The fear of the unknown is the greatest motivator for individuals and societies to change. This sentence is perhaps the most accurate description of Europe’s current state, as it feels a great and growing danger of losing its “identity,” which stems from its own values and culture.
In more than one European country, people are increasingly complaining about individuals and groups who are unable to “integrate” into the European society and prefer to isolate themselves by living in the “ghetto.”
This social threat is accompanied by a security one, whether due to the rising crime rates or the increasing rates of terrorist incidents. Europe has been facing an economic challenge for a long while now, as it has been suffering from modest growth rates and high unemployment rates.
After all, if these countries are unable to secure jobs for their own citizens, then they will definitely not be able to provide jobs to the immigrants seeking refuge there. Therefore, it will only be a matter of time before those immigrants start resorting to crime and terrorism.
The above is a European point of view that I heard from a respected European businessman, as I was trying to wrap my head around what is happening in the old continent. The reactions and positions we are witnessing in Europe today appear to be far deeper than just mere events. France may be taking over the headlines today, but it is not alone.
Dealing with the fear of the unknown, which has struck Europe, comes in many shapes and forms. Since France is currently dominating the news for reasons that have become well-known, I recall the book titled “Who is Charlie? Sociology of a Religious Crisis” by French author, historian, and prominent anthropologist Emmanuel Todd.
In the book he asks, “who are we really?” He then goes on to say, “we are the ones who showed great determination to reject blind violence and believe in the republic on January 11, 2015.” A cartography of the protests by three or four million Parisian protesters (the Yellow Vests protests), who established themselves as an object for sociological study, reveals many surprises, because, according to the book, if Charlie Hebdo was advocating for liberal and republican values, the protesting middle classes had another, no less important, message, which shows a discrepancy in freedom, selfishness and inequality.
This reality raises difficult and uncomfortable questions such as: Should France continue to mistreat its youth, force them to live on the outskirts of cities, exclude migrants, offend Islam, and nurture anti-Semitism? The boldness of these old questions, asked by the French to the French themselves, provides us with a cross-sectional view of the current French mindset and way of thinking, which could be seen as a sample representing the rest of the European societies.
France is suffering from one or several crises and what is happening is just the outer layer. After having welcomed with open arms Nina Ricci, Smalto, Berluti, and Cerrotti from Italy and Kenzo from Japan, who excelled in the fashion world, along with the Czech Kundera, the American Baldwin, the Lebanese Amin Maalouf, the Moroccan Ben Jelloun, and the Algerian Arkoun, has France suddenly run out of space to take in others?
It is important to understand what is happening in societies from the inside before judging them from a single and subjective perspective. I recall a meeting I had with an academic from Belgrade, during which he explained to me the Serbs’ point of view in regard to the Bosnian war. He gave me insight into the Serbs’ deep national perspective, as they consider Bosnia and Herzegovina and Kosovo to be Serbian lands that must be returned after being usurped by the Ottomans, who changed the identity of these lands.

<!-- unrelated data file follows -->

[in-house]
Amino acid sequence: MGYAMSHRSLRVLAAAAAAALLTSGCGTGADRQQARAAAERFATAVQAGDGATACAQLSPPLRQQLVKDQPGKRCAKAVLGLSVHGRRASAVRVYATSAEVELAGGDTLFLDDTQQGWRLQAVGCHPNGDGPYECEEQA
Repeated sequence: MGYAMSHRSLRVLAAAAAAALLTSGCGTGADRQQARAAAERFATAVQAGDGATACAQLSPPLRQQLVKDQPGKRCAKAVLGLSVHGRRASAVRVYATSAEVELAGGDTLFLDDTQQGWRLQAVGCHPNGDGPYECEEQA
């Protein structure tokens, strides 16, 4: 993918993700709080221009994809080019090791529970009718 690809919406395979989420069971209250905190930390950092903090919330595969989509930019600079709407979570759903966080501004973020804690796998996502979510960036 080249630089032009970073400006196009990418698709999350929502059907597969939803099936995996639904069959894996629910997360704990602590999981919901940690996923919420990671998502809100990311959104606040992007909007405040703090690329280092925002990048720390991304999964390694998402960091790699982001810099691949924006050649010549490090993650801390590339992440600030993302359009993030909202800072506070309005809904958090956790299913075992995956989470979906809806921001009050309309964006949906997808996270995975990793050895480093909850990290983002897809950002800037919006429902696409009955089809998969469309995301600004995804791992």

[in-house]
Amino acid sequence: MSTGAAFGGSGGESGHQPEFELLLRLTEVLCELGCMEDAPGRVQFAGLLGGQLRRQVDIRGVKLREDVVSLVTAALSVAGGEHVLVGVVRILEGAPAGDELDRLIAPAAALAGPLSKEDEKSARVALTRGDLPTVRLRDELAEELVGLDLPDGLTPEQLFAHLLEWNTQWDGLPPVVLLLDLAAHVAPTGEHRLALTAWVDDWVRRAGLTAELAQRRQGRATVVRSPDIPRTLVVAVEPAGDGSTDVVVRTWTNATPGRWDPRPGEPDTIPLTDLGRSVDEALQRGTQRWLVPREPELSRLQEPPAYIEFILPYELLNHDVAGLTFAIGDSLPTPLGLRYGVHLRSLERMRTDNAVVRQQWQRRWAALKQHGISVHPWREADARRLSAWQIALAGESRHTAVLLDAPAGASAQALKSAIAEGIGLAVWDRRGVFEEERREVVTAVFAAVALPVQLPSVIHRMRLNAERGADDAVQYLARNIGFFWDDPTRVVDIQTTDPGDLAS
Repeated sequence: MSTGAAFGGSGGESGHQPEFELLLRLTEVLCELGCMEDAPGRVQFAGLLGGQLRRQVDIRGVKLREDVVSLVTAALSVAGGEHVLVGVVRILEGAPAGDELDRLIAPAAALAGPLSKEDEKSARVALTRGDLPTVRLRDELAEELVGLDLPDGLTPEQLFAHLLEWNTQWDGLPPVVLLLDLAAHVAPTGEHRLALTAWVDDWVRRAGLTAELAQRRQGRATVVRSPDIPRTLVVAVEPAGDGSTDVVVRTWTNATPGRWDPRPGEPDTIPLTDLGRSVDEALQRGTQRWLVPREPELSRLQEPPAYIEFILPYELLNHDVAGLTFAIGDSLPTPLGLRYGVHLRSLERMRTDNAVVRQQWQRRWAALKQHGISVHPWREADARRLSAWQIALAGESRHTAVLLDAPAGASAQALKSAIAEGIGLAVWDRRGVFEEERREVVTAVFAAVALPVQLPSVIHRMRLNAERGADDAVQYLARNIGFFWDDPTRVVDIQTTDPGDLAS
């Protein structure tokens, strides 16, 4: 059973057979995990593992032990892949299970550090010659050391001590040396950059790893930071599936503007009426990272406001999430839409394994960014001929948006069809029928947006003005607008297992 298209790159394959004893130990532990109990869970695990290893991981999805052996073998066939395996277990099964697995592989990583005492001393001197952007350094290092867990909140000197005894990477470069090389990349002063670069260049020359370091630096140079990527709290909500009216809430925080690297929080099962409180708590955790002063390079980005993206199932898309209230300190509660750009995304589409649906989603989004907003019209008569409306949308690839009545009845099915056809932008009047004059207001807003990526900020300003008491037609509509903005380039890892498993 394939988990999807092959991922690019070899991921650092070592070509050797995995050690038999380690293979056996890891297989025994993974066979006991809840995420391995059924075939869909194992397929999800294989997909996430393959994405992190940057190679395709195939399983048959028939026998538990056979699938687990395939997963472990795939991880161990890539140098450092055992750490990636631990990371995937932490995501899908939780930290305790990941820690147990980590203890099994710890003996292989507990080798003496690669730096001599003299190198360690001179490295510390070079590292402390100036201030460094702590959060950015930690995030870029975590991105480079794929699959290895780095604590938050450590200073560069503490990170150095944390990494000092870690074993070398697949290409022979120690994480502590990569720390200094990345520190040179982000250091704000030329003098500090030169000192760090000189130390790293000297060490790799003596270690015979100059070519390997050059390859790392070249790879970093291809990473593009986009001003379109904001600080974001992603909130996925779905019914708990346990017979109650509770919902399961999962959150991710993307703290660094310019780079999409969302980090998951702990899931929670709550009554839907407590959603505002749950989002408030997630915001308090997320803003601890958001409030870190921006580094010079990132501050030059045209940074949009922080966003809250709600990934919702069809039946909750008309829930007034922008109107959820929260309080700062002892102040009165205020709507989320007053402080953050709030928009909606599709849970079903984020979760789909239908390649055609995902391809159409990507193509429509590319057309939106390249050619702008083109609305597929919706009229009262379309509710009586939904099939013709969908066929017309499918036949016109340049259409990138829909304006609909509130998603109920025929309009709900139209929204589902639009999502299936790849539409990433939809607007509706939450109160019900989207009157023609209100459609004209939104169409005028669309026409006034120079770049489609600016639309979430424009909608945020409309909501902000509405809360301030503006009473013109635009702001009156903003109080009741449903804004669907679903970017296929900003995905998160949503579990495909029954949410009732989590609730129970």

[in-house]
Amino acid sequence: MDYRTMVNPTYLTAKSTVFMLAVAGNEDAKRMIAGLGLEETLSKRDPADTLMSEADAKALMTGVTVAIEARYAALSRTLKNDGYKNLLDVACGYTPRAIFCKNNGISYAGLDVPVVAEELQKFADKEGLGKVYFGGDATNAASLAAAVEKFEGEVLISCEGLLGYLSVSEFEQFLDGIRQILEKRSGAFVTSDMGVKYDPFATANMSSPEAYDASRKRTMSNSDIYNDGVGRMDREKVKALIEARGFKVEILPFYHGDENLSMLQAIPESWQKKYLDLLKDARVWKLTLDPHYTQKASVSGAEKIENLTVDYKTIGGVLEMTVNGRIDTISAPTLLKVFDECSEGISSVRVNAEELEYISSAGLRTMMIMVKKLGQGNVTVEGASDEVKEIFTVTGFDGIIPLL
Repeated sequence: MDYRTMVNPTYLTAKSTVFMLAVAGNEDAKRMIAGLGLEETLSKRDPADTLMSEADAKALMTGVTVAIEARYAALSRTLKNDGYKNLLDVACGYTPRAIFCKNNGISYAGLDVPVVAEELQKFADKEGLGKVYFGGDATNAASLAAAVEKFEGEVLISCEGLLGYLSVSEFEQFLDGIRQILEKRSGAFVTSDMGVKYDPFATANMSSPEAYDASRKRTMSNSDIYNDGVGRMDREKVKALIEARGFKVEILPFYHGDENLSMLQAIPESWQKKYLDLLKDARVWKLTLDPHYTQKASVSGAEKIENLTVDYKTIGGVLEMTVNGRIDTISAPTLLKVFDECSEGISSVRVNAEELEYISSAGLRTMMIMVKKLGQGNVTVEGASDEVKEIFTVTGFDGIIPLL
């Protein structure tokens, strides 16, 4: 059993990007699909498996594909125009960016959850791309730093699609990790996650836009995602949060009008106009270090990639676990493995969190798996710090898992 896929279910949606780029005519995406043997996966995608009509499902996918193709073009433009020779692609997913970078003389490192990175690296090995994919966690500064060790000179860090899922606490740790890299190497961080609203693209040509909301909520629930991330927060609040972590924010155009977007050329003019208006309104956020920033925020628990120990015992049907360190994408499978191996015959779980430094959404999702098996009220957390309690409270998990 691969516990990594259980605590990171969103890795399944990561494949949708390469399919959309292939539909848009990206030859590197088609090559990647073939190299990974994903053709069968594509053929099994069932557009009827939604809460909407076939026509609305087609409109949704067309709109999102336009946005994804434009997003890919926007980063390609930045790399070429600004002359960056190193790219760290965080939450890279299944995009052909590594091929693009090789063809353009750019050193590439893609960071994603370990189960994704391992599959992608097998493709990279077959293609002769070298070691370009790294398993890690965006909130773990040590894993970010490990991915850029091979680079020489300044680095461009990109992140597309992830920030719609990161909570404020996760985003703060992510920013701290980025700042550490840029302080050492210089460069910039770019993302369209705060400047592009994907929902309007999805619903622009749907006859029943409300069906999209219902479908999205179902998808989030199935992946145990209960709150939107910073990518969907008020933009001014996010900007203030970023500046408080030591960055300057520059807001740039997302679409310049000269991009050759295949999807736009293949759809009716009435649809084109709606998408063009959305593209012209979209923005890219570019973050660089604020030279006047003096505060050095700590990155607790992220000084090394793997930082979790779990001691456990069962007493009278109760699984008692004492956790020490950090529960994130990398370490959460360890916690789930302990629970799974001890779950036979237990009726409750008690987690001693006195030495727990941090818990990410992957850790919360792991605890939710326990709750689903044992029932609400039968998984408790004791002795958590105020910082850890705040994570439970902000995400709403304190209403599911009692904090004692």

I replied by saying that the massacres committed by the Serbs against the Muslims cannot be justified as acts of nationalism as he had mentioned, although it is worth to take that perspective into account. The case is similar to how those wrapped up in political Islam spread fear and panic among Europeans, especially the Spaniards, when they say that they will take back Andalusia.
When discussing political secularism, the comparison is always between the French and the American models. The American model defines secularism as “the separation of church and state,” whereas the French model defines it as “the protection of the state from the dangers of religion.” The French definition, which sounds tough, has its historical reasons, the most important of which being the French people’s great suffering under the decades-long hegemony of the Catholic Church.
Emmanuel Todd concludes his book with the following idea: “I have long had an absolute faith in my country’s ability to assimilate immigrants of all origins – Jews, Asians, Muslims and Blacks. I have to admit that for some time I have started to have my doubts. One day, perhaps, Paris will be one of the planet’s wonders, the city where representatives of all the peoples of the world have melded together, a new Jerusalem where the phenotypes separated by the dispersion of Homo sapiens across the whole earth, for more than 100,000 years, will have been mixed, brewed and recomposed into a humankind freed of all racial feeling. But it is certain that even if France finally does manage to come back to herself, it will be a much bumpier ride than I imagined twenty years ago. And it is already clear that my generation will not see the Promised Land.”
This piece was originally published in, and translated from, Saudi Arabian news outlet Asharq Al-Awsat.